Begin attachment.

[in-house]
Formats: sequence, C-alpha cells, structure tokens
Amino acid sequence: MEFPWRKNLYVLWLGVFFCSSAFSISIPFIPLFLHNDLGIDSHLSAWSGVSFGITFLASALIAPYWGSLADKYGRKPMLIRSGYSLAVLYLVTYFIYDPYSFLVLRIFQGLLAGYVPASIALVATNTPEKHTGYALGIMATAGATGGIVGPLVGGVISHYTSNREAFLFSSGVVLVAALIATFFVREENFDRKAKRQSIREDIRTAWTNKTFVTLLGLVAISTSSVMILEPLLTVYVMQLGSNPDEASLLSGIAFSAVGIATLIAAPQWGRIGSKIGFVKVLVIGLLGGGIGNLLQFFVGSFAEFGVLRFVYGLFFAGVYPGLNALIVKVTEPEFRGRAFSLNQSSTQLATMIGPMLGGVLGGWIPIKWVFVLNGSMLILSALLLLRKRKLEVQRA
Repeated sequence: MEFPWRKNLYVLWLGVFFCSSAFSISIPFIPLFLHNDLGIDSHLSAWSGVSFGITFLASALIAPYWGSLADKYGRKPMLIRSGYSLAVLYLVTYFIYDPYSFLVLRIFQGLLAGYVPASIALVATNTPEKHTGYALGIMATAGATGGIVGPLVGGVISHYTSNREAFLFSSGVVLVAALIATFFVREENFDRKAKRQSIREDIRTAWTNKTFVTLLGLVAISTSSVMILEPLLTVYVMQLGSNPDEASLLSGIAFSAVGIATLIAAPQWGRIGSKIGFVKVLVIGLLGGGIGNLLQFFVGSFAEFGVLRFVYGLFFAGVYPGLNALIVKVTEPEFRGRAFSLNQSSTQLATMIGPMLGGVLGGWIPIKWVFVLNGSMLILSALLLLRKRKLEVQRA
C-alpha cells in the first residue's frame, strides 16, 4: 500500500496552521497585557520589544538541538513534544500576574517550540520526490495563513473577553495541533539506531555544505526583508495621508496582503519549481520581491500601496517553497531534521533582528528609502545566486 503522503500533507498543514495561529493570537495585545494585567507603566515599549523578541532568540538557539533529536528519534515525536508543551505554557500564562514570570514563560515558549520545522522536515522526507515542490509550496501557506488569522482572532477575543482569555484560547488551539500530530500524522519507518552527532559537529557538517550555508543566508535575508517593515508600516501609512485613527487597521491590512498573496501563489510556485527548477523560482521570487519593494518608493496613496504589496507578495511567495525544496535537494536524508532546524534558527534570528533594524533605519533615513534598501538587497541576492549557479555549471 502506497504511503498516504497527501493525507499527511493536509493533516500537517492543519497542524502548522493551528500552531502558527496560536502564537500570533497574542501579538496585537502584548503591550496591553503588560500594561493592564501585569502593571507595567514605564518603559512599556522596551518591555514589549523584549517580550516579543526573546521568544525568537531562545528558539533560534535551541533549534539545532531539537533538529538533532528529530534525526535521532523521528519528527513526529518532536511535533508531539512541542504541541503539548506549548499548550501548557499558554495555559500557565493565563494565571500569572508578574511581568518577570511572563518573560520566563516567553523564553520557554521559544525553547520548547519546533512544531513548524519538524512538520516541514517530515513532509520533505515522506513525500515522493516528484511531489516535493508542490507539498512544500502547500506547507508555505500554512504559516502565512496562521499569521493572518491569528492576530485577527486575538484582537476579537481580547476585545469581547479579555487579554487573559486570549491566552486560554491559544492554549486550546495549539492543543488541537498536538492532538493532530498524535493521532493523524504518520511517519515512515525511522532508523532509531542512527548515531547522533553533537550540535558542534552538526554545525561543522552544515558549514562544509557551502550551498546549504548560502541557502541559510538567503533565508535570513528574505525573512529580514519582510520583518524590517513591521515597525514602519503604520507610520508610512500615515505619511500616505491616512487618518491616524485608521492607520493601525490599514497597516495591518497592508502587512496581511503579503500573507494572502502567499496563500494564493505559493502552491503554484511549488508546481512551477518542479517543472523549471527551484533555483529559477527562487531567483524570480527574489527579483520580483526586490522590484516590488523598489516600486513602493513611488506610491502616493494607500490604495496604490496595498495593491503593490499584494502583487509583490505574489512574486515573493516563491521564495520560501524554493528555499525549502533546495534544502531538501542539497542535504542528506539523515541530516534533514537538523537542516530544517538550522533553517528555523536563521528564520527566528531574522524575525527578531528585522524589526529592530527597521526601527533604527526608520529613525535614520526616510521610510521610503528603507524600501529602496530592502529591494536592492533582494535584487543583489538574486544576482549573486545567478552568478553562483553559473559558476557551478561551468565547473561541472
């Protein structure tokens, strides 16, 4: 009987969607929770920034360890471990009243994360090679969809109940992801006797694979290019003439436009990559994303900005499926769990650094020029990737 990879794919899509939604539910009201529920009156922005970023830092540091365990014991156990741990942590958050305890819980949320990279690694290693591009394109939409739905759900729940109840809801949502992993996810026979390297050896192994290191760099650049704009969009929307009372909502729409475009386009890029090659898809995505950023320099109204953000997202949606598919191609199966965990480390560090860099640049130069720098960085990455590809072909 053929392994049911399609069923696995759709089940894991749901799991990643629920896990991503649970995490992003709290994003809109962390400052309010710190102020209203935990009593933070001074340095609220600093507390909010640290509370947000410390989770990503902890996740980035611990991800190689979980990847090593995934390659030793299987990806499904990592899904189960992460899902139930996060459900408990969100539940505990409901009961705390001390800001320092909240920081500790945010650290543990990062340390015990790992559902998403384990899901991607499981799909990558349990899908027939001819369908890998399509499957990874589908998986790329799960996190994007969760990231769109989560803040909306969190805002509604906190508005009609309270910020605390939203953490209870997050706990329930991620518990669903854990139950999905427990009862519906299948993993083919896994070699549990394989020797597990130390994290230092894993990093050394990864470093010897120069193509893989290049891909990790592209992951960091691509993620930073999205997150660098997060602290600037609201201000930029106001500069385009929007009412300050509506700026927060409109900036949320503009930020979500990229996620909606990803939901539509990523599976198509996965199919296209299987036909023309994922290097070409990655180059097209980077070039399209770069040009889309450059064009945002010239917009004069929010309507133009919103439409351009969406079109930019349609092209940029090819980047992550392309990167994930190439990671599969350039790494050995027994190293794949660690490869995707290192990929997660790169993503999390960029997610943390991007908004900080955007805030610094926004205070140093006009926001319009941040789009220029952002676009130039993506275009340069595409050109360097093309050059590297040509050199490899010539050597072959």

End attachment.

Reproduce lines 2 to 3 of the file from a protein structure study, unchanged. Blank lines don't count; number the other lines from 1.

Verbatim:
Formats: sequence, C-alpha cells, structure tokens
Amino acid sequence: MEFPWRKNLYVLWLGVFFCSSAFSISIPFIPLFLHNDLGIDSHLSAWSGVSFGITFLASALIAPYWGSLADKYGRKPMLIRSGYSLAVLYLVTYFIYDPYSFLVLRIFQGLLAGYVPASIALVATNTPEKHTGYALGIMATAGATGGIVGPLVGGVISHYTSNREAFLFSSGVVLVAALIATFFVREENFDRKAKRQSIREDIRTAWTNKTFVTLLGLVAISTSSVMILEPLLTVYVMQLGSNPDEASLLSGIAFSAVGIATLIAAPQWGRIGSKIGFVKVLVIGLLGGGIGNLLQFFVGSFAEFGVLRFVYGLFFAGVYPGLNALIVKVTEPEFRGRAFSLNQSSTQLATMIGPMLGGVLGGWIPIKWVFVLNGSMLILSALLLLRKRKLEVQRA